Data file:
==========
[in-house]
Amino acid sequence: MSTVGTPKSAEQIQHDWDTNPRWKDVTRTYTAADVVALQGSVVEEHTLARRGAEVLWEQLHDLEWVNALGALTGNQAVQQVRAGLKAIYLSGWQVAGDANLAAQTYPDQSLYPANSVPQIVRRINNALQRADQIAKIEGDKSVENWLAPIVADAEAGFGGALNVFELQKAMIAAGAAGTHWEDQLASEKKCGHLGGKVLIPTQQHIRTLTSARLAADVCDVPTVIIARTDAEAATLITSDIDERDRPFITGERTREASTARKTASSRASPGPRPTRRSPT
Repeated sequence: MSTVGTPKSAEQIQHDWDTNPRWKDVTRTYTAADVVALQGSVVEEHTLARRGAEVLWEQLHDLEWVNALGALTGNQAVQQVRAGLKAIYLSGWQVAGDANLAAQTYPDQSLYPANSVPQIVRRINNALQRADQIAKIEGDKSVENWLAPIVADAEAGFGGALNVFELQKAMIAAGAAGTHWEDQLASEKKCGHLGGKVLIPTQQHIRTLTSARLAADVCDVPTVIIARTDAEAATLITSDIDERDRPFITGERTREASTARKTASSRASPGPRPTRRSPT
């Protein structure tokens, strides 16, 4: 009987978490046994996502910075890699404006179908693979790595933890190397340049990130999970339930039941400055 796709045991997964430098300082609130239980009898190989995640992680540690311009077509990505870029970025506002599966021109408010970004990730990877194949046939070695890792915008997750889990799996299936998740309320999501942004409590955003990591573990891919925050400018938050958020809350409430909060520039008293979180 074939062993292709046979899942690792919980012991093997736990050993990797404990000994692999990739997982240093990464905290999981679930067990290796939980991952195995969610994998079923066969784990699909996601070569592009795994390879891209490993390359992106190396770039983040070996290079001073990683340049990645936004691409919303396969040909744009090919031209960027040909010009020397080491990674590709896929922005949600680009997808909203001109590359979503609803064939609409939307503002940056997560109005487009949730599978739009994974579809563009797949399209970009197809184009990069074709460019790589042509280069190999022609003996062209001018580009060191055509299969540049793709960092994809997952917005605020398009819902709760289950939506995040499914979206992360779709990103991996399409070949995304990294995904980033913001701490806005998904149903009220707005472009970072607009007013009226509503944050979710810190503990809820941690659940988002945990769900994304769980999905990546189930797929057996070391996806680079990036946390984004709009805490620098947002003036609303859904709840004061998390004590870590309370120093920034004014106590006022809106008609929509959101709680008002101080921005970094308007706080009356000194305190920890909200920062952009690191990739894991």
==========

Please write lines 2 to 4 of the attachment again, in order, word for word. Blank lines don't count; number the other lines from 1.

Amino acid sequence: MSTVGTPKSAEQIQHDWDTNPRWKDVTRTYTAADVVALQGSVVEEHTLARRGAEVLWEQLHDLEWVNALGALTGNQAVQQVRAGLKAIYLSGWQVAGDANLAAQTYPDQSLYPANSVPQIVRRINNALQRADQIAKIEGDKSVENWLAPIVADAEAGFGGALNVFELQKAMIAAGAAGTHWEDQLASEKKCGHLGGKVLIPTQQHIRTLTSARLAADVCDVPTVIIARTDAEAATLITSDIDERDRPFITGERTREASTARKTASSRASPGPRPTRRSPT
Repeated sequence: MSTVGTPKSAEQIQHDWDTNPRWKDVTRTYTAADVVALQGSVVEEHTLARRGAEVLWEQLHDLEWVNALGALTGNQAVQQVRAGLKAIYLSGWQVAGDANLAAQTYPDQSLYPANSVPQIVRRINNALQRADQIAKIEGDKSVENWLAPIVADAEAGFGGALNVFELQKAMIAAGAAGTHWEDQLASEKKCGHLGGKVLIPTQQHIRTLTSARLAADVCDVPTVIIARTDAEAATLITSDIDERDRPFITGERTREASTARKTASSRASPGPRPTRRSPT
């Protein structure tokens, strides 16, 4: 009987978490046994996502910075890699404006179908693979790595933890190397340049990130999970339930039941400055 796709045991997964430098300082609130239980009898190989995640992680540690311009077509990505870029970025506002599966021109408010970004990730990877194949046939070695890792915008997750889990799996299936998740309320999501942004409590955003990591573990891919925050400018938050958020809350409430909060520039008293979180 074939062993292709046979899942690792919980012991093997736990050993990797404990000994692999990739997982240093990464905290999981679930067990290796939980991952195995969610994998079923066969784990699909996601070569592009795994390879891209490993390359992106190396770039983040070996290079001073990683340049990645936004691409919303396969040909744009090919031209960027040909010009020397080491990674590709896929922005949600680009997808909203001109590359979503609803064939609409939307503002940056997560109005487009949730599978739009994974579809563009797949399209970009197809184009990069074709460019790589042509280069190999022609003996062209001018580009060191055509299969540049793709960092994809997952917005605020398009819902709760289950939506995040499914979206992360779709990103991996399409070949995304990294995904980033913001701490806005998904149903009220707005472009970072607009007013009226509503944050979710810190503990809820941690659940988002945990769900994304769980999905990546189930797929057996070391996806680079990036946390984004709009805490620098947002003036609303859904709840004061998390004590870590309370120093920034004014106590006022809106008609929509959101709680008002101080921005970094308007706080009356000194305190920890909200920062952009690191990739894991």